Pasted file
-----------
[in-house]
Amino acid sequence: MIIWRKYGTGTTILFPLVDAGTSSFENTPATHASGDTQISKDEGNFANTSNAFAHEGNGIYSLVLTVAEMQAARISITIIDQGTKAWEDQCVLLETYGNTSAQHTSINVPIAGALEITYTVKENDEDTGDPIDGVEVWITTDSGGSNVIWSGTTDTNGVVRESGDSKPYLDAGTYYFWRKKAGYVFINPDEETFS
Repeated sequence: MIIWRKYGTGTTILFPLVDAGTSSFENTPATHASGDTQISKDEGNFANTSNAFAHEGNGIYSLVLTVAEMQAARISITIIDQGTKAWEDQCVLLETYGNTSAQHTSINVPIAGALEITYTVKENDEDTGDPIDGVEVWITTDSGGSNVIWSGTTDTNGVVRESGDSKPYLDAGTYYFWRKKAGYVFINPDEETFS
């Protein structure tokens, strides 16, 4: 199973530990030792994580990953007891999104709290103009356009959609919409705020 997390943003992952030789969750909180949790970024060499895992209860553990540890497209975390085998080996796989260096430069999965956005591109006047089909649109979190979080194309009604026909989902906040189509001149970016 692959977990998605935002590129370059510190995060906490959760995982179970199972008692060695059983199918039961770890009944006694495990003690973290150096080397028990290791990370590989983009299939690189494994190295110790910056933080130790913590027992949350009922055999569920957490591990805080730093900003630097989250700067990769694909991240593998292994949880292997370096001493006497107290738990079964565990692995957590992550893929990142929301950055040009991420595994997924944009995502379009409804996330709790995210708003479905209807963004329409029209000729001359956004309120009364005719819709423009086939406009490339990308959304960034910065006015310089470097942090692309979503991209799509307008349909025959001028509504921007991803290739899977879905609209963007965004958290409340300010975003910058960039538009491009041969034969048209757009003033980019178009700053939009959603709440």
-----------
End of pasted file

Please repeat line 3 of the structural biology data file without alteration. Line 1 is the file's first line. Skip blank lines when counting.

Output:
Repeated sequence: MIIWRKYGTGTTILFPLVDAGTSSFENTPATHASGDTQISKDEGNFANTSNAFAHEGNGIYSLVLTVAEMQAARISITIIDQGTKAWEDQCVLLETYGNTSAQHTSINVPIAGALEITYTVKENDEDTGDPIDGVEVWITTDSGGSNVIWSGTTDTNGVVRESGDSKPYLDAGTYYFWRKKAGYVFINPDEETFS